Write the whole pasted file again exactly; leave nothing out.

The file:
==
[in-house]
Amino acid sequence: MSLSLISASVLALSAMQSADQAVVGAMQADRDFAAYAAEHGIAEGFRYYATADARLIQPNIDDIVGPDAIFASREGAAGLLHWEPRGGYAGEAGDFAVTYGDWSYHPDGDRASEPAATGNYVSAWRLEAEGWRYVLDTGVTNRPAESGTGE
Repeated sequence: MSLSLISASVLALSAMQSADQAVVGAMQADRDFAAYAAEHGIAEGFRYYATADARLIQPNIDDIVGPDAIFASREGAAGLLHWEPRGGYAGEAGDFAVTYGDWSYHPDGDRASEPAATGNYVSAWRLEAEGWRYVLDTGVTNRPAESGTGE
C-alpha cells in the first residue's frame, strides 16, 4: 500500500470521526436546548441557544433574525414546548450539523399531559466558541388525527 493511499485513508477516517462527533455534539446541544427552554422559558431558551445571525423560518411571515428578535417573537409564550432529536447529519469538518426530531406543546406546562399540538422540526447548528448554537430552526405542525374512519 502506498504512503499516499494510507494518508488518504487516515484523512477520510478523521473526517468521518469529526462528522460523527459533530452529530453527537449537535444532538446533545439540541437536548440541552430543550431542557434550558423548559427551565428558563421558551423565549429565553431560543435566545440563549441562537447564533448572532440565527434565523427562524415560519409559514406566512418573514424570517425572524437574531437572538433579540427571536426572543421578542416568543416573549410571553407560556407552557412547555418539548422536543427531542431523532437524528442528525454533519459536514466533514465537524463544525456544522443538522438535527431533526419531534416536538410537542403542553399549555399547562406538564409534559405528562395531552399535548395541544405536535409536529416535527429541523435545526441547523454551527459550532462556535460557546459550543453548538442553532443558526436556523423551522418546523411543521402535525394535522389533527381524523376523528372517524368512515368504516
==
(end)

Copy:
[in-house]
Amino acid sequence: MSLSLISASVLALSAMQSADQAVVGAMQADRDFAAYAAEHGIAEGFRYYATADARLIQPNIDDIVGPDAIFASREGAAGLLHWEPRGGYAGEAGDFAVTYGDWSYHPDGDRASEPAATGNYVSAWRLEAEGWRYVLDTGVTNRPAESGTGE
Repeated sequence: MSLSLISASVLALSAMQSADQAVVGAMQADRDFAAYAAEHGIAEGFRYYATADARLIQPNIDDIVGPDAIFASREGAAGLLHWEPRGGYAGEAGDFAVTYGDWSYHPDGDRASEPAATGNYVSAWRLEAEGWRYVLDTGVTNRPAESGTGE
C-alpha cells in the first residue's frame, strides 16, 4: 500500500470521526436546548441557544433574525414546548450539523399531559466558541388525527 493511499485513508477516517462527533455534539446541544427552554422559558431558551445571525423560518411571515428578535417573537409564550432529536447529519469538518426530531406543546406546562399540538422540526447548528448554537430552526405542525374512519 502506498504512503499516499494510507494518508488518504487516515484523512477520510478523521473526517468521518469529526462528522460523527459533530452529530453527537449537535444532538446533545439540541437536548440541552430543550431542557434550558423548559427551565428558563421558551423565549429565553431560543435566545440563549441562537447564533448572532440565527434565523427562524415560519409559514406566512418573514424570517425572524437574531437572538433579540427571536426572543421578542416568543416573549410571553407560556407552557412547555418539548422536543427531542431523532437524528442528525454533519459536514466533514465537524463544525456544522443538522438535527431533526419531534416536538410537542403542553399549555399547562406538564409534559405528562395531552399535548395541544405536535409536529416535527429541523435545526441547523454551527459550532462556535460557546459550543453548538442553532443558526436556523423551522418546523411543521402535525394535522389533527381524523376523528372517524368512515368504516